Coming Back to School, a Story

Coming Back to School, a Story

Marlon M., Staff Writer

Below is a summary of my first day back at school after the Covid-19 pandemic. I know that other people may have had a different experience, this was mine.

 

Day 1: April 12, 2021

First day back to school after the pandemic. My alarm rings at 6:45, and I groggily stay in bed until 6:50. Man, am I tired. After eating breakfast, I play piano, set up the next print on my 3D printer, and get to school.

Once I get on campus, I immediately feel a change. As I walk up to the front gate, I am beckoned to the thermometer, which shows my temperature at 97.7 degrees, and a man asks, “Have you had any symptoms? Fever, cough, nausea?”

“No,” is my response, as I walk through the gate and squirt some hand sanitizer into my hands. Walking toward the overhang, for the first time in a year, ironic as it sounds, I feel lonely. I can’t spot anybody from my regular friend group and don’t know what to do.

An administrator asks me if I’m lost, after walking up and down the ramp twice.

“No, I’m okay” is my response. I decide to walk down to my classroom, still alone. I recognize a few friends and chat away the time with them. The bell rings, and again I am shocked by the change. The plexiglass dividers are the first thing I notice, along with people wearing their face masks, but what surprises me the most is the emptiness of the room. “I definitely expected more people,” I think to myself.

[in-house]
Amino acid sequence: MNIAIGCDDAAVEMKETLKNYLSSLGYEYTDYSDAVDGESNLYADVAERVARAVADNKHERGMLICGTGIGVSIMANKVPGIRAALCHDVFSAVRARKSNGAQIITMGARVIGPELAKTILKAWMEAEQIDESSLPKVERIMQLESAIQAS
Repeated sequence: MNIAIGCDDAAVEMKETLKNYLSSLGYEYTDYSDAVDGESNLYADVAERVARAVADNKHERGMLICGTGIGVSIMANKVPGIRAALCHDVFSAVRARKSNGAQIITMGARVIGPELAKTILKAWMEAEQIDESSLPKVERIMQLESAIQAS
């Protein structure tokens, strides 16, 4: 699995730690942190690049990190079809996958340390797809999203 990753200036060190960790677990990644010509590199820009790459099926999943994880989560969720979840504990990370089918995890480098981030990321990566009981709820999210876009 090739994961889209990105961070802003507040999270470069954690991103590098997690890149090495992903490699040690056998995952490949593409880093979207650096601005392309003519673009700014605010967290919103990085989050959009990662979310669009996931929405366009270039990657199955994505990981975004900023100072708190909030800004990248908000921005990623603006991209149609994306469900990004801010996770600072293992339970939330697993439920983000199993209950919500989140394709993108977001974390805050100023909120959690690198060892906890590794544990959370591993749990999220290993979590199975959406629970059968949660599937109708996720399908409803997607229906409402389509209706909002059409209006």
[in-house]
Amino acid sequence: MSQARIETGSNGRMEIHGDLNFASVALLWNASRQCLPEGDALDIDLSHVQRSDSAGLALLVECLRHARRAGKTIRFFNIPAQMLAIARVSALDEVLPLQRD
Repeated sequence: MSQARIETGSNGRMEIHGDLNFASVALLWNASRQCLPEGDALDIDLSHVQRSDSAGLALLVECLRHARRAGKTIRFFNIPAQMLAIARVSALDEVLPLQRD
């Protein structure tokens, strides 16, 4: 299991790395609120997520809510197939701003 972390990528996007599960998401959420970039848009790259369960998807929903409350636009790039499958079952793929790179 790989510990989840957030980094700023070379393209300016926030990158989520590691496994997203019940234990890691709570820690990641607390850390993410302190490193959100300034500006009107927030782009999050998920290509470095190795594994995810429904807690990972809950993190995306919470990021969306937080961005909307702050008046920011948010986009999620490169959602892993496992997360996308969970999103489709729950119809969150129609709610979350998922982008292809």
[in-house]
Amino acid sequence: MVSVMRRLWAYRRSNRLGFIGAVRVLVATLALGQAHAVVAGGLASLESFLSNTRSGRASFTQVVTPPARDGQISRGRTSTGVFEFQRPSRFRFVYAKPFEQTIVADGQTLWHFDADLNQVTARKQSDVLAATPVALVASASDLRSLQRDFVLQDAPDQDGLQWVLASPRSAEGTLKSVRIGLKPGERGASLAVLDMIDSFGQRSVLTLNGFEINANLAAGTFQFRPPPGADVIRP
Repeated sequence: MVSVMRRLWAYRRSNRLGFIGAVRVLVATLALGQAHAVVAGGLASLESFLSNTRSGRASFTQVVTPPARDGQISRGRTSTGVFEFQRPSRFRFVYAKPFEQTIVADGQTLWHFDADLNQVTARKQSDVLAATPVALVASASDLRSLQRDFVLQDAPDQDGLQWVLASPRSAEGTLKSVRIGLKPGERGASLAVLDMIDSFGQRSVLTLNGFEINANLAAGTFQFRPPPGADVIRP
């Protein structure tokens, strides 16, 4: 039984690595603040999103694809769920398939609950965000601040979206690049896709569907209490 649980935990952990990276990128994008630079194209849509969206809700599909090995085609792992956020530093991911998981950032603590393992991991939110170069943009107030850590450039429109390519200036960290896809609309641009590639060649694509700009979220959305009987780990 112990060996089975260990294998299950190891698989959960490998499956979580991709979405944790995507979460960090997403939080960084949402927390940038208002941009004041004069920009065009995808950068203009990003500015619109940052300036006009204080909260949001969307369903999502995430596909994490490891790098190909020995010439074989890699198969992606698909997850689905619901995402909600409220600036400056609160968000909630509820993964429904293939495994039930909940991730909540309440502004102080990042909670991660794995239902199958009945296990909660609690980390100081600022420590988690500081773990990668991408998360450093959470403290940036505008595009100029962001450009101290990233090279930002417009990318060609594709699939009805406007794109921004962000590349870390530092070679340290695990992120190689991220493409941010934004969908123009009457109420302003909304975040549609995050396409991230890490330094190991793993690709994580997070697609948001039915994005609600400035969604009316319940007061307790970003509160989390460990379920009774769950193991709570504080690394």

Math is relatively uneventful. We are learning about quadratic equations, which I had already learned, so I proceed to finish my work as quickly as possible. Bending my back, try to memorize as many digits of pi on the walls around me. I get to around digit 50.

Next is science, where we learn about the behavior of light in the form of waves, and lead a discussion about “My Friend Emma,” a problem used to test one’s pattern recognition. The question seemed nonsensical, asking whether Emma preferred crocodiles or alligators based on much seemingly random evidence, and most of the class (except Subhadra, who got the answer almost immediately), struggled with the question. In an epic turn of events, I choke on my own saliva. I leave class knowing that at least one person in class thought that I had Covid.

Next, I walk towards the lunch tables, where again, I am shocked (though admittedly less, as I had become more accustomed to the changes). Due to the recommended seating arrangement, the tables feel empty, but I still am able to chat with some friends.

My school day finishes off with history, where we learn about multiple career choices and general information on our transition to high school. According to a quiz, my best career paths include becoming an economist or an electrical engineer. I drive home feeling satisfied with the day. Although it was different and strange, it was still worthy of joy.